Wednesday, August 22, 2012

Why Obama Wanted to Talk Public Education Today

We've discussed before the inextricable link between smart investment in public education and sound economic growth & stability. Today, President Obama discussed this in North Las Vegas earlier today.

Before the president took the stage, songs such as “Signed, Sealed, Delivered” by Stevie Wonder and Wilco’s “I Got You,” along with a series of speakers including State Sen. Steven Horsford, helped energize the crowd. An estimated 2,100 people filled the gym, and more than 600 others watched from an overflow room, according to North Las Vegas Police figures released by the Obama campaign.

“President Obama understands that a good education cannot be a luxury,” said Horsford, who is battling Republican Danny Tarkanian for the 1st District congressional seat. The president, Horsford reminded the crowd, has worked to expand federal grants for college and other education initiatives, including allowing states like Nevada to obtain waivers to the “top-down mandates” of No Child Left Behind.

“We worked with Democrats and Republicans to fix No Child Left Behind,” Obama said. “Here in Nevada a waiver has been granted, because we want high standards but we don’t want teachers teaching to the test.”

One of the teachers Obama met with before his speech, Claritssa Sanchez, introduced the president.

“When I first started teaching five years ago my class sizes were about 33 students per class,” said Sanchez, who teaches 10th-grade world history and government at Canyon Spring. “Today I walk into a classroom with about 45 students … I wish (Gov. Romney) could spend one day in my classroom and see what its really like. When he says class sizes don’t even matter, I want to know why he thinks he knows what’s better for students than us teachers.”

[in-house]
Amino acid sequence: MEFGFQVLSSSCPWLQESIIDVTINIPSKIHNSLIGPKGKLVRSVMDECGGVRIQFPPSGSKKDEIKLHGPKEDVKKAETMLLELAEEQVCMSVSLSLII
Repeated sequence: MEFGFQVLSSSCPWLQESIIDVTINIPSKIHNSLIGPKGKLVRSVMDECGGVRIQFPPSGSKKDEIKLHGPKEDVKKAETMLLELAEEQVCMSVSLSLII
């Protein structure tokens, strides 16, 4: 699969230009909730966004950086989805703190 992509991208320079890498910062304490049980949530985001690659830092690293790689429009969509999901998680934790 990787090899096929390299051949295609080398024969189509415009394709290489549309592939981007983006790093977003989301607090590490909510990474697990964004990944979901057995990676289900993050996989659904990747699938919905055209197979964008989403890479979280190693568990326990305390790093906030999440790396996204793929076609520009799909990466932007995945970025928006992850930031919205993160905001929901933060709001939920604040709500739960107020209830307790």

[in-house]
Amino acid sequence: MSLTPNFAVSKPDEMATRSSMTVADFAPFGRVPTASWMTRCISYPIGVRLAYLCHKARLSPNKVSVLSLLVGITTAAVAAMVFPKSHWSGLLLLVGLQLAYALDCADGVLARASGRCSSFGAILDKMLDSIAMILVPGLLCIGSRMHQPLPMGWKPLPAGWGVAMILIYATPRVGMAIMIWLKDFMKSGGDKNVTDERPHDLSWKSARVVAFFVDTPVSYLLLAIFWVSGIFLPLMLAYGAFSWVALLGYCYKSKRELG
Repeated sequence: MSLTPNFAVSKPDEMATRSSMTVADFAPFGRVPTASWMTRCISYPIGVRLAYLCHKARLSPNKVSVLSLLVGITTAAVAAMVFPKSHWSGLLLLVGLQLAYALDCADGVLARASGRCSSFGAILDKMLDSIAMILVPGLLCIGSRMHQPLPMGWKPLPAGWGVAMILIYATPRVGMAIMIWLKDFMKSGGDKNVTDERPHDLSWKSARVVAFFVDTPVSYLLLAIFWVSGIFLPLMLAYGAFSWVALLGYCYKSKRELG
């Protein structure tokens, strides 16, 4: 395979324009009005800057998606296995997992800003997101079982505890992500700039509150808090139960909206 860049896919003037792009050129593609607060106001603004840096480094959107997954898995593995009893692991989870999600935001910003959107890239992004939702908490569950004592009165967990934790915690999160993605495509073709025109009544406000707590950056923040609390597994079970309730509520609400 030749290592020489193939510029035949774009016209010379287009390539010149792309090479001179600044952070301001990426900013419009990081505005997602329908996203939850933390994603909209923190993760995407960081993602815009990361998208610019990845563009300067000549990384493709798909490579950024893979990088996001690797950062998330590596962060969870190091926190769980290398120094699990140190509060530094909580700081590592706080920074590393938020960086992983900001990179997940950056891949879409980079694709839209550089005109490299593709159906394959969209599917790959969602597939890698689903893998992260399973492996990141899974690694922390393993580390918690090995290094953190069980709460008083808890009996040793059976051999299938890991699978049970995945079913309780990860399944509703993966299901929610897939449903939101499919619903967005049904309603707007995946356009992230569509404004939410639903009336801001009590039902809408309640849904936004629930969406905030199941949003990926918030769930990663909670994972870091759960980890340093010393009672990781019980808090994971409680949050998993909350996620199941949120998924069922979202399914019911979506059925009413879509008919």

And believe it or not, there is a clear contrast between The President and Mitt Romney on this issue. You see, President Obama actually wants to invest in public education. Mitt Romney, on the other hand, does not.

No really, it comes down to this: Do we believe in quality education and equal economic opportunities for all? So far, it looks like Mitt Romney does not. And if you want proof of that, all you need to do is read his education plan. It really doesn't paint a pretty picture for anyone who has a stake in saving our public schools.

Back in June, Ed Kilgore warned us.

Were Romney’s proposal to be implemented, it would place the power and the resources of the federal government against every state and local effort to improve public schools other than by their virtual abolition. Before long you’d doubtless see tax revolts against spending any tax dollars on education at any level; after all, why should any jurisdiction bother to tax itself simply to subsidize the private decisions of individual families to secure a service that is no longer viewed as public in nature?

Romney’s proposal is, of course, catnip to the Christian Right, which tends to view public schools as secularist reeducation camps designed to brainwash good God-fearing kids into accepting gay people and non-Christian religions and all sorts of nefarious modernism. Why not divert those tax dollars to the local Church of the Final Thunder Academy, free of those scary people of color, or better yet, to parents themselves for home-schooling? Next time you hear someone say Romney is a non-ideological technocrat who should be given a chance to see if he can somehow tune up the economy via those skills he deployed at Bain Capital, direct them to Romney’s education plan and ask how “moderate” it looks.

This is why Romney has said that class sizes don't matter. For him, they don't. And that's because for him, preserving public education is not a goal. Rather, he's repeatedly pandered to both the for-profit school industry and the religious right by promising to redirect federal funds meant for public schools into private school voucher programs. In essence, Romney wants to gut our community's schools in order to bail out church and for-profit schools.

Remember this next time you hear someone say Mitt Romney would fix "our bailout culture" as President. And remember this next time you hear someone say Romney is just a "technocratic fix-it guy". Oh no, he's not.

As we've said before, good schools are the foundation of a good economy. But without wide access to good schools, most of our kids will be economically trapped. We've seen this firsthand here in Nevada. And now, Mitt Romney wants to take this to an even larger scale. And to make it even worse, he doesn't care if there are any public schools left if he gets his way.

And that's the reminder President Obama wanted to give us here in Nevada on this fine, stormy day.

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